Patrick Hutber, one time, and still missed, City Editor of the Daily Telegraph, wisely coined a law that suggested improvement often hides deterioration.
Here’s example of the law, and a local one to boot.
I’ve written much about the changes to Knoll Walk in Camberley – see HERE if you’d like to read them. I came to the conclusion that opening up the walk wasn’t as bad as I’d imagined, and that one fine tree had been saved – possibly a stay of execution more probably.
When we visited CAMFEST last week I took this photo of the walk, for the reason that I’d seen two women sitting on the wooden planks surrounding the tree.
The changes to Knoll Walk removed all the seating, which were always well used. Therefore, I consider that the changes to Knoll Walk by Surrey Heath Borough Council has resulted in an example of Hutber’s Law – ‘Improvement means deterioration’.
If you look carefully at the photo you’ll spot two women sitting uncomfortably on the wooden surround to the tree.
There are no places to sit outside in Camberley High Street. Therefore, Knoll Walk needs its public seating returned.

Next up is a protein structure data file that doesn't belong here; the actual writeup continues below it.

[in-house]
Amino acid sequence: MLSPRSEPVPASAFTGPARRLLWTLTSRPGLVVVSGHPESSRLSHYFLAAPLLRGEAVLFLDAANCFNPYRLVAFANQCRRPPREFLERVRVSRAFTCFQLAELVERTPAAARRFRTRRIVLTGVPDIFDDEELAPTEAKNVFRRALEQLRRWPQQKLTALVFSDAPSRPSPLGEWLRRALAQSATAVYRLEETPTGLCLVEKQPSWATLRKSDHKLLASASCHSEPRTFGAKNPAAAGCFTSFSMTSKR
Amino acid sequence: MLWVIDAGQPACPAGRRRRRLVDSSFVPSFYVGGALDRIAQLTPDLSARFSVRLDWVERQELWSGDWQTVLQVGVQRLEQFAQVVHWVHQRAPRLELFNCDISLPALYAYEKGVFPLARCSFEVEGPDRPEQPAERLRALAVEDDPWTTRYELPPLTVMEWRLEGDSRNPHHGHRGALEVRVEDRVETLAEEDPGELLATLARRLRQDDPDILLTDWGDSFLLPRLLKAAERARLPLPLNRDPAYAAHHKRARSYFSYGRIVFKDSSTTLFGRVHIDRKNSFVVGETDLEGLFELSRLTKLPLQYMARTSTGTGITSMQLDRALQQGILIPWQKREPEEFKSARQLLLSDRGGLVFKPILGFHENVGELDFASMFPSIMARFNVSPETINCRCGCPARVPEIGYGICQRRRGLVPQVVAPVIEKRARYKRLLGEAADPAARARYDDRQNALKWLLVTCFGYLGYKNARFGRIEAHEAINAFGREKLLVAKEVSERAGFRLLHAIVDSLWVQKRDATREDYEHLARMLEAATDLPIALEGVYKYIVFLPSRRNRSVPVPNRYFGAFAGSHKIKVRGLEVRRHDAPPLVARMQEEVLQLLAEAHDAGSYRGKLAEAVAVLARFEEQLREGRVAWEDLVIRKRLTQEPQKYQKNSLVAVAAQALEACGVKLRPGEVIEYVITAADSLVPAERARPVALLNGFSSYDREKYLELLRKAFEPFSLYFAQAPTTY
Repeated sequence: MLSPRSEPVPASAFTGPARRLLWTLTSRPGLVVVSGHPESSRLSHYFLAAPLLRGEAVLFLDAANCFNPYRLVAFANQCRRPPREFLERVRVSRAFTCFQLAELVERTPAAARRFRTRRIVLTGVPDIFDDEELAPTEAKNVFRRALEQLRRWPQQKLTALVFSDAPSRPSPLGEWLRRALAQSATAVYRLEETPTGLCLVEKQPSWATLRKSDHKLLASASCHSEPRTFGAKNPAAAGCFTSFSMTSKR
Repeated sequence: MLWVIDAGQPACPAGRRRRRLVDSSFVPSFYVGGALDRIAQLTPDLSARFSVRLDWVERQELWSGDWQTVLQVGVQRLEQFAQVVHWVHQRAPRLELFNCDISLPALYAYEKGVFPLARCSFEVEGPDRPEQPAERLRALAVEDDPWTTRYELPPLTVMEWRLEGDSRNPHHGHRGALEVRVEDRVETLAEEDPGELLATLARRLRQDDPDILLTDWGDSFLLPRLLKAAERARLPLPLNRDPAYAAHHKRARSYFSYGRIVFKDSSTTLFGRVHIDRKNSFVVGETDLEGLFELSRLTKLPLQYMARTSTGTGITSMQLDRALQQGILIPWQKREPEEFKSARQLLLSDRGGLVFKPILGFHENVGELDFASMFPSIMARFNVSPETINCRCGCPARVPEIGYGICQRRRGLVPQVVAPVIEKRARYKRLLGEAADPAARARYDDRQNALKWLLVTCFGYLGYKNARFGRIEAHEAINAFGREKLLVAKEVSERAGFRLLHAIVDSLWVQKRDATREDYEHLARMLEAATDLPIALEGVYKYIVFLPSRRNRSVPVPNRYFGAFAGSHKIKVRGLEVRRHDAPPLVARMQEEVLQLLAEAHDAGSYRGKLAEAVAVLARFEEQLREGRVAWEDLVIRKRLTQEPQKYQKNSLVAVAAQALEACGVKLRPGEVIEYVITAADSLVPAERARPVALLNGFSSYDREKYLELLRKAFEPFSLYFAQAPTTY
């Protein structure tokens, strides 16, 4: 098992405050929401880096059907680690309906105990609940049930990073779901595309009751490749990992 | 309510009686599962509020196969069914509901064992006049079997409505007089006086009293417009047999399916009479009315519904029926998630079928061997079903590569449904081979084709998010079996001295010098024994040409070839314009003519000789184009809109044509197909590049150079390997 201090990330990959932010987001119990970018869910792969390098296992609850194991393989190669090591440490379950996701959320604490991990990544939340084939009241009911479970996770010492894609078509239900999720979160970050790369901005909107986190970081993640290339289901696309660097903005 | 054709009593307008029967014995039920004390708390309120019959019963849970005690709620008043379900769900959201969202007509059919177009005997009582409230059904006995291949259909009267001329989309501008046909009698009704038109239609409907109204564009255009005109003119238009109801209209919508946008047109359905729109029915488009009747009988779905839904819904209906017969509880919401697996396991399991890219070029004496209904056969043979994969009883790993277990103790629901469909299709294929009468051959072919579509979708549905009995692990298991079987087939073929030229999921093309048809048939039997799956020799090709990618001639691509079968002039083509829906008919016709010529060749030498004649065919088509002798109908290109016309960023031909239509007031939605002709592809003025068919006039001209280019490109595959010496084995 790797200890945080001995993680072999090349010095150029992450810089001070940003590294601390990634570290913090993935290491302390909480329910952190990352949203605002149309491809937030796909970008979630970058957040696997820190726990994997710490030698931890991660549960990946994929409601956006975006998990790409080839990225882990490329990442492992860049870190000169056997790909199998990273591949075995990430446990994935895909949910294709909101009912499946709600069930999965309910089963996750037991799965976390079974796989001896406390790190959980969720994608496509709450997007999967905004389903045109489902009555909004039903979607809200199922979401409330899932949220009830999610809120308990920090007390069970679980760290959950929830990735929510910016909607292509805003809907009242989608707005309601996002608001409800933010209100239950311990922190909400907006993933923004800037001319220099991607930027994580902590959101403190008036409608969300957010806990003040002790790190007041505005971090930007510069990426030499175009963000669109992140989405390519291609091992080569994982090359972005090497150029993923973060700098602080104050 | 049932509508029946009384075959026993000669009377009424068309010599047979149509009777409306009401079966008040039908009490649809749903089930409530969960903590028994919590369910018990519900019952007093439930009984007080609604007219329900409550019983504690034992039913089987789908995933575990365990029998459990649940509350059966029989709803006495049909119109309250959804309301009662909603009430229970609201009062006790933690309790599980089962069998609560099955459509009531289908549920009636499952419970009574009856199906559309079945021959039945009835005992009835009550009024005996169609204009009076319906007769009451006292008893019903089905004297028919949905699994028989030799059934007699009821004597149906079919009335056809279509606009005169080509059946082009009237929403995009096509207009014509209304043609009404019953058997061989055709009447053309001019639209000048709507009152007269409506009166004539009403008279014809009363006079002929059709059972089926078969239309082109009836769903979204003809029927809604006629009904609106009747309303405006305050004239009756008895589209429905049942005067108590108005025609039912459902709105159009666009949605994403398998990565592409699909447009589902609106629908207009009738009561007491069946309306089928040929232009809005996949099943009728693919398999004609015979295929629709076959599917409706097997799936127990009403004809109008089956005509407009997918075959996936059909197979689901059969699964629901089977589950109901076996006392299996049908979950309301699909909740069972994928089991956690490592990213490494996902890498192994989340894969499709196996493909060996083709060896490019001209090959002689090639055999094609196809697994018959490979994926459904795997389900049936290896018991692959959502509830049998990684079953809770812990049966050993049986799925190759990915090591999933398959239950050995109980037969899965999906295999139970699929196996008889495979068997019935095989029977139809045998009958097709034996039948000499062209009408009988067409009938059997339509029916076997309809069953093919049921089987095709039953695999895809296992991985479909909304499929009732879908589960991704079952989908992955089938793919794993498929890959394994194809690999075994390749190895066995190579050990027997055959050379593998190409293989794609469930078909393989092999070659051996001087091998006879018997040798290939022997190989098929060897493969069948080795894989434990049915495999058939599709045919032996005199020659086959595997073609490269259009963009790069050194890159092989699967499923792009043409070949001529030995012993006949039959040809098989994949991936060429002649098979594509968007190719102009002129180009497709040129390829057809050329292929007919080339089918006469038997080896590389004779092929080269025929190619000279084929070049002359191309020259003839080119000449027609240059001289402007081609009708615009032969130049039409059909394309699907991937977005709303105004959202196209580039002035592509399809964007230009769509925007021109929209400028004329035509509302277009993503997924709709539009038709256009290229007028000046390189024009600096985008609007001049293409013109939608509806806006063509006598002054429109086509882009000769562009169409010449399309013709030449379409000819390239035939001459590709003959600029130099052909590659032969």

I need to do a bit more researching into this issue. Here’s what I’ve learned so far, which isn’t much. Remember, mail collection and delivery is provide by the Royal Mail, and that Post offices are separate from Royal Mail. Sorry, you already knew that.
Collection from Royal Mail post boxes is changing. This is a photo of the notice on the post box in Briar Avenue [Click on image to expand]
A brief chat with our local postmaster Surinder Gandhum only elucidated that there are changes to the postal services in general. Surinder says that there’ll be just
three two full service post offices in Surrey Heath, namely, Camberley, Frimley, Lightwater and one in Sunninghill, just outside the borough. All other post offices in the borough either face closure, or may become a counter inside other retail shops.
The Royal Mail say it’s all to do with a dramatic reduction in letters, although the parcels side of the business is seeing growth. Royal Mail state,
What changes are taking place and why?
We are improving the level of public access to postboxes in areas of under-provision, by adding around 2,000 boxes to the 115,000 we currently have. 45,000 to 50,000 low-use boxes will move to ‘collection on delivery’ with the postman or woman emptying the box on their round, rather than providing a dedicated collection by van. No postboxes will be removed from service as a result of this initiative.
A perfect example of Hutber’s Law that “improvement means deterioration”.